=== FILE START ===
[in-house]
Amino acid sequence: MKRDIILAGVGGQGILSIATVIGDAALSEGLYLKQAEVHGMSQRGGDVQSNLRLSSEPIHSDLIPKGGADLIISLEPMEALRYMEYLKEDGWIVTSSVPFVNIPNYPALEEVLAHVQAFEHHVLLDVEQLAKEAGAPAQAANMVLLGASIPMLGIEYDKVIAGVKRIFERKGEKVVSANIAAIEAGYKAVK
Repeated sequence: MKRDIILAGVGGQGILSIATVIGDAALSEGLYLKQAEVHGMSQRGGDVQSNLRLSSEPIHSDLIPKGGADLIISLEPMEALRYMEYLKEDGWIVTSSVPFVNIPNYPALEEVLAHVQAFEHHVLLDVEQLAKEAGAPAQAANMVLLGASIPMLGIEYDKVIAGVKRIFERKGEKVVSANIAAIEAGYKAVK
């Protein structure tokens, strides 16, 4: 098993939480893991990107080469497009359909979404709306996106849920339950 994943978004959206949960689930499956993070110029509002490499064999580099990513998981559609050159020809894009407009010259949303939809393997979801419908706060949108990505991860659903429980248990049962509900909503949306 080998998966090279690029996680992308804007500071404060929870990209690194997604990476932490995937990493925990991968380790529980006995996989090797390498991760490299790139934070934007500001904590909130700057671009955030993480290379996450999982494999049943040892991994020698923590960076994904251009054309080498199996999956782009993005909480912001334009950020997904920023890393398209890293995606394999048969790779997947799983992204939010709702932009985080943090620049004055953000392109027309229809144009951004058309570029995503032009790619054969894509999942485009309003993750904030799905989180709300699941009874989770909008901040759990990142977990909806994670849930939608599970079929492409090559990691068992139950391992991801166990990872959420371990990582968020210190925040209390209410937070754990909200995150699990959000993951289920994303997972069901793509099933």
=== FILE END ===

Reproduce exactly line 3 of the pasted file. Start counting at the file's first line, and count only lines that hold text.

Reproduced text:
Repeated sequence: MKRDIILAGVGGQGILSIATVIGDAALSEGLYLKQAEVHGMSQRGGDVQSNLRLSSEPIHSDLIPKGGADLIISLEPMEALRYMEYLKEDGWIVTSSVPFVNIPNYPALEEVLAHVQAFEHHVLLDVEQLAKEAGAPAQAANMVLLGASIPMLGIEYDKVIAGVKRIFERKGEKVVSANIAAIEAGYKAVK